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Sports market in North America to grow at 4% CAGR to $73.5 bn in 2019: PwC

MUMBAI: The sports market in North America is set to grow at a compound annual rate of 4 per cent, from $60.5 billion in 2014 to $73.5 billion in 2019, says a PWC report ‘At the gate and beyond Outlook for the sports market in North America through 2019’.

During the outlook period, media rights are projected to surpass gate revenues as the industry’s largest segment. A first within the Outlook, this change in rank is a key milestone in an industry-wide transformation set in motion nearly a decade ago with the current cycle of rights deal negotiations.

It highlights the complexity of the business of professional and intercollegiate sports in today’s environment and the challenging dichotomy of spectator sports consumption in and outside the live venue; a core challenge to sustaining growth in both the gate revenues and media rights segments beyond the outlook period.

Media Rights: Media rights are projected to increase at a compound annual rate of 7.2 per cent, from an estimated $14.6 billion in 2014 to a projected $20.6 billion in 2019. As first noted in last year’s Outlook, the segment continues to increase in size as the industry works through the current deal cycle and additional sports properties realize the higher valuation of sports content with the runoff of prior generation deals.

Local TV rights in MLB, NBA and NHL will likely contribute to the overall sector growth with more than 35 per cent of current deals set to expire over the next five years, albeit on a smaller scale than the national rights deals entered by the major pro leagues, athletic conferences and other sanctioning bodies that are predominately driving industry-wide growth.

While media rights are projected to become the industry’s largest segment by 2018, its pace of growth is expected to slow towards the end of the five-year period; representative of mid deal cycle conditions absent the one-time effects of several new deals for major properties realised through 2016, the report predicts.

Yet, the segment should continue to recognise higher than indexed growth of existing rights deals through the end of the period as rights owners continue to carve out or reserve in-demand digital assets and further monetise this inventory under new deals or through in-house ventures. Related initiatives involving a la carte and streaming media are allowing consumers to purchase specific content (i.e. media rights for a single game or season package for a specific team), watch games in a condensed format shortly after completion, and watch replays on league platforms before they are available through general media.

Sponsorship: Sponsorship is projected to increase at a compound annual rate of 4.5 per cent, from an estimated $14.7 billion in 2014 to a projected $18.3 billion in 2019. The segment is expected to be surpassed in size by media rights in 2015 despite strong segment fundamentals, including longer term deals, higher renewal rates, and enhanced inventory yields.

Multi-year deals which insulated much of the segment during the recession period have begun to runoff and the inventory is expected to either be renewed or reassigned at terms favourable to the industry which should sustain the segment’s recent year-on-year growth – a result of customised, integrated deal packaging and a deep pool of sponsorship dollars aided by stable economic conditions and the industry’s continued relaxation of prior brand category restrictions.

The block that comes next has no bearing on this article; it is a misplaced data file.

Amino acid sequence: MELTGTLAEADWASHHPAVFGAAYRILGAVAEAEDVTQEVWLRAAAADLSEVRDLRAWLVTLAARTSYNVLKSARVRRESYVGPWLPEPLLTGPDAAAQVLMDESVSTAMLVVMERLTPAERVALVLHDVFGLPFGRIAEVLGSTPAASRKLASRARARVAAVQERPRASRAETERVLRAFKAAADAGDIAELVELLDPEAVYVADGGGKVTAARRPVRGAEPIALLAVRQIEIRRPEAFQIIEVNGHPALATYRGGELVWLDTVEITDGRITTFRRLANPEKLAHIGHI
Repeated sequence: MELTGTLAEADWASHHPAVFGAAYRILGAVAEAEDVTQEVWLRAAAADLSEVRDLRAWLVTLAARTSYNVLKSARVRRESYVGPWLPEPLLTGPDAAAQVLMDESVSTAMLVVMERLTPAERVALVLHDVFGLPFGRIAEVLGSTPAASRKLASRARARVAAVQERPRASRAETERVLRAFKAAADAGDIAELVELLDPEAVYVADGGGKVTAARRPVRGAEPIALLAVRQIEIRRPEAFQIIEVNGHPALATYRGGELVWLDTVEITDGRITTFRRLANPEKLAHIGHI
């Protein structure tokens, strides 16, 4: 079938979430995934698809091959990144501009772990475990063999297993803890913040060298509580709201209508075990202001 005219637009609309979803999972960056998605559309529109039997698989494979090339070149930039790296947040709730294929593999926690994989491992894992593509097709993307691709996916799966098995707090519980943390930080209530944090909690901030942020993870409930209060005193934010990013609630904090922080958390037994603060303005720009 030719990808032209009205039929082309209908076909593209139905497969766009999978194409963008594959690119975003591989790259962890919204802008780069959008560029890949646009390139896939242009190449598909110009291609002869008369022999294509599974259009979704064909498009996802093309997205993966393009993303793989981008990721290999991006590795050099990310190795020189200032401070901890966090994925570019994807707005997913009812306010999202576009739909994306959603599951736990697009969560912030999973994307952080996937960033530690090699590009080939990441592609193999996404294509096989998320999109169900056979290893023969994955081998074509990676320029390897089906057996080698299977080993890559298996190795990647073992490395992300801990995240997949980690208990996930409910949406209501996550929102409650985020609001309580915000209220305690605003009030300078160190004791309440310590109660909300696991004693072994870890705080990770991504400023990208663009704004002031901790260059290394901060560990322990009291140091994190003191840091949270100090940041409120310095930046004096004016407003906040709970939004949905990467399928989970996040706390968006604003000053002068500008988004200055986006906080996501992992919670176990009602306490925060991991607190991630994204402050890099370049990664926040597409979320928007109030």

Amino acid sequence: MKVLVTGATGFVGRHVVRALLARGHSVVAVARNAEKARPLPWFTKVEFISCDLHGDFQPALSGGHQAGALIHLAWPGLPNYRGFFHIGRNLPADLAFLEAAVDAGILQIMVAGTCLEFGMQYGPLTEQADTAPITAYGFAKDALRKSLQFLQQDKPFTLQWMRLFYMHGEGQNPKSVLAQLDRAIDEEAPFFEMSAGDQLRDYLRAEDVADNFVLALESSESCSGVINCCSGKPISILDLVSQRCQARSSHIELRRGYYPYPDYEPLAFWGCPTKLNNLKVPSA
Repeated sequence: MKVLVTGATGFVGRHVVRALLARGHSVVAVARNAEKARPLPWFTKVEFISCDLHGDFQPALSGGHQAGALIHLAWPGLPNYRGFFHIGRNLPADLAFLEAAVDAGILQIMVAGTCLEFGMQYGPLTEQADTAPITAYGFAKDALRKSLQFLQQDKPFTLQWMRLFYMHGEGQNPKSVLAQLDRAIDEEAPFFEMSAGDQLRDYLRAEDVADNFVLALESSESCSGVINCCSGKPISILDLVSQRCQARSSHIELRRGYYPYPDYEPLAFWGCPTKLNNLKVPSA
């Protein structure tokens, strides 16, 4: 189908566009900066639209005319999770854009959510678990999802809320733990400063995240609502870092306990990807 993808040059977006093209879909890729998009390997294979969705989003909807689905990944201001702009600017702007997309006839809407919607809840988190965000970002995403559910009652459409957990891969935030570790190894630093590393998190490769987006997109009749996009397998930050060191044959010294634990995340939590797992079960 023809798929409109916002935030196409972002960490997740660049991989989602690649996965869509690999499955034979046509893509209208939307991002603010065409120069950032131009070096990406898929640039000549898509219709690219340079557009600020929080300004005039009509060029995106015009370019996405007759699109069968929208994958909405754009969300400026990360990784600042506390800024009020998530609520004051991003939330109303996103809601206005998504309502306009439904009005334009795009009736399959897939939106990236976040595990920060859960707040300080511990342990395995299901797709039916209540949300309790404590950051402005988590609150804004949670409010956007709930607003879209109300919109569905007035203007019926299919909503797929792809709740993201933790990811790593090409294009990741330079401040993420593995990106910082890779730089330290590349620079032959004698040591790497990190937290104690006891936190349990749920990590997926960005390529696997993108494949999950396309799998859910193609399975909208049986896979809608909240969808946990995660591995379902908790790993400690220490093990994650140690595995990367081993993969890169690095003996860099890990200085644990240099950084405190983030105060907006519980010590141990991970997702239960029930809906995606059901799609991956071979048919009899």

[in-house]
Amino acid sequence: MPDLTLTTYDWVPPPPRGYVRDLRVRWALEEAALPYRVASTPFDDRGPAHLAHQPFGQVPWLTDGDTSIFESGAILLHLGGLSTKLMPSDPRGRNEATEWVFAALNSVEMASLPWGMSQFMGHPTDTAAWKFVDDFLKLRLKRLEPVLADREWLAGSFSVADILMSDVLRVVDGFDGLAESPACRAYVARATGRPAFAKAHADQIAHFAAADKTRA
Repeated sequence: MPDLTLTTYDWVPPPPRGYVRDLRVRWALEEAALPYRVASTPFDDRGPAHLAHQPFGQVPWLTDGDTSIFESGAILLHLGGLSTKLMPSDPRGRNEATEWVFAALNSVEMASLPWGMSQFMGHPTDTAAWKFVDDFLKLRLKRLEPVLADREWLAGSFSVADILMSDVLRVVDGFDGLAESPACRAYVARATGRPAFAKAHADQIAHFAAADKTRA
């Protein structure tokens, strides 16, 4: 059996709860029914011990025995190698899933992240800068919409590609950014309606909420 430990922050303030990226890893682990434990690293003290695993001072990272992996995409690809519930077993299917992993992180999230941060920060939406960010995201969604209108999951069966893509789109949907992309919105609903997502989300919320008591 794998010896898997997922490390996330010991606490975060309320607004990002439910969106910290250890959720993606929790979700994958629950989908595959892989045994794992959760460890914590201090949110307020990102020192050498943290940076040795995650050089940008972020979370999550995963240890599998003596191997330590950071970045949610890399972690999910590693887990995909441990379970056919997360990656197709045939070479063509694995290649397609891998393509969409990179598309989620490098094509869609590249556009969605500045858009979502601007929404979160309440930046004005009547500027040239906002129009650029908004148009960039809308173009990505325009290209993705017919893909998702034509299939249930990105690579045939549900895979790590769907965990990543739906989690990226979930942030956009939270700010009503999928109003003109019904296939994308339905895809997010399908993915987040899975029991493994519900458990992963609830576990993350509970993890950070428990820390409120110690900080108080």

Future segment growth, projected to be second highest across the four segments, will also likely be supported by further brand category rights segmentation and new sponsorship inventory resulting from digital media platforms, uniform rights, and incremental in-venue signage and naming rights opportunities.

Merchandise: Licensed merchandise sales are projected to increase at a compound annual rate of 1.4 per cent from an estimated $13.5 billion in 2014 to a projected $14.5 billion in 2019.

The segment remains a relatively saturated market in North America with broad coverage of key consumer product categories and deep penetration of traditional buyer segments.

Beyond expanding the female retail market and industry coverage of select other product categories, future segment growth will likely be tied to economic conditions and further innovation within retail sales models and distribution methods.

Gate Revenue: Gate revenues are projected to increase at a compound annual rate of 2.6 per cent, from an estimated $17.7 billion in 2014 to a projected $20.1 billion in 2019. Despite stable macro conditions in most host markets the past few years, gate volume metrics (ticket sales and game attendance) have generally levelled off – post recovery from prior economic recession and CBA renegotiation effects – as competition from the game broadcast and price pressure on certain ticket buying segments have both continued to increase.

Projected segment growth anticipates on-going industry initiatives will successfully mitigate potential volume loss during the outlook period and further enhance revenue yield through price optimization; a result of more informed variable pricing prior to the season as well as more dynamic price change models and customized ticket promotions as the season unfolds and demand factors shift. These initiatives include further innovation of seat concepts, price structures, ticket policies, and amenity packages as market conditions and fan preferences continue to shift.